The Austrian Jewish actor Fritz Kortner (1892-1970) is still a household name among German-speaking theater lovers, due to CD reissues of his readings, paperback reprints of his memoirs, and biographical tributes. Such was not always the case, as we learn from a fascinating essay, “Fritz Kortner on the Postwar Stage: The Jewish Actor as a Site of Memory” by Michael Bachmann, a professor at The University of Mainz, Germany. It’s published in a collection edited by Edna Nahshon of The Jewish Theological Seminary, “Jews and Theater in an Intercultural Context.”
Bachmann’s study describes what happened when Kortner, born Fritz Nathan Kohn in Vienna, decided to return to Germany after the war. In his early years, Kortner had worked with such noted Jewish directors as Max Reinhardt and Leopold Jessner, and specialized in expressionistic characters such as Dr. Schön in G. W. Pabst’s 1929 classic “Pandora’s Box” starring Louise Brooks.
Kortner also portrayed the unjustly accused Alfred Dreyfus in the 1930’s “The Dreyfus Case” in which Albert Bassermann played Colonel Picquart and Oskar Homolka was Major Esterhazy. Soon after Hitler’s rise to power in 1933, Kortner fled to Hollywood where he found work in bit parts. In 1949, to recover his language and culture, Kortner returned to Berlin. When he staged a production of Schiller’s “Don Carlos” in which soldiers fired their guns in the direction of the audience, unrepentant Nazis among the public shouted: “He’s shooting us! Jew!” Anti-semitic hate mail drove Kortner from Berlin to Munich and then back again, whereupon he declared: “I could not remain silent any longer, in order not to make myself the accomplice of a small group of anti-Semites that could easily become something very ugly if one does not alert people of its existence.”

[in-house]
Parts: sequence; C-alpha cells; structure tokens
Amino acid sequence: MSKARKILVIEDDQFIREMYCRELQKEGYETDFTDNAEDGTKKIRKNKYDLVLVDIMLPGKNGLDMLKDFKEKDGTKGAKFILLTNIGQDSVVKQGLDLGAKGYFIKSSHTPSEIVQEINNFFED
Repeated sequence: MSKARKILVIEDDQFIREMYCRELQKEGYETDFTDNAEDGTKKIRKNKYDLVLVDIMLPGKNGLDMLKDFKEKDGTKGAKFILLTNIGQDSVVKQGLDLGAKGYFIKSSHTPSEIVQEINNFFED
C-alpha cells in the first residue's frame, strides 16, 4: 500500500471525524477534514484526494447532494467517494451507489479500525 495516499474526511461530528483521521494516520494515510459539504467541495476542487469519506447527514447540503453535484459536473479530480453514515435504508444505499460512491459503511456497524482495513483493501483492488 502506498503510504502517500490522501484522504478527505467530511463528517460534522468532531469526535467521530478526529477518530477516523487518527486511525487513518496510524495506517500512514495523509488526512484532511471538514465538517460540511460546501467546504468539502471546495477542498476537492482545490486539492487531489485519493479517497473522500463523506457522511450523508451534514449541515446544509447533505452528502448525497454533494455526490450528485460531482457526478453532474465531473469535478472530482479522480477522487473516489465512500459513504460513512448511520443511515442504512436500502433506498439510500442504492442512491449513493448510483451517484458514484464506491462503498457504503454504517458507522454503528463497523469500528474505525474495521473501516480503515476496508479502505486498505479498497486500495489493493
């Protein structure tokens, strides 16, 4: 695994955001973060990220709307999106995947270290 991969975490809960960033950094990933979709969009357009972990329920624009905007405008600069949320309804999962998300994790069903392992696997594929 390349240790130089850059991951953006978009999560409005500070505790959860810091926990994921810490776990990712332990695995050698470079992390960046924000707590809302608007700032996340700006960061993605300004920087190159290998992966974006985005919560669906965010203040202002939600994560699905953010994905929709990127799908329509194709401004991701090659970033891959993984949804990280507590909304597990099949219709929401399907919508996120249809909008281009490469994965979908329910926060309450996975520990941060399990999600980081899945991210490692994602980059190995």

Most controversially, Kortner acted in a 1960s production of “The Merchant of Venice” in which his overtly villainous Shylock shocked some theatregoers. Kortner explained that Shylock “stands up and he is a terrifying Jew, and that’s why I play him. He does not whine for mercy…I am an unintimidated Jew… I have found out that you succeed with this perspective rather than trying to sneak in.” After his death in 1970, some German journalists still seemed nonplussed by Kortner’s ferocity, claiming that the actor suffered from “persecution mania” and “delusional” fears that made him see “anti-Semitism everywhere.” Bachmann notes, it was “as if National Socialism never happened.”
See Fritz Kortner in rehearsal for the roles of Shakespeare’s Shylock and Richard III here.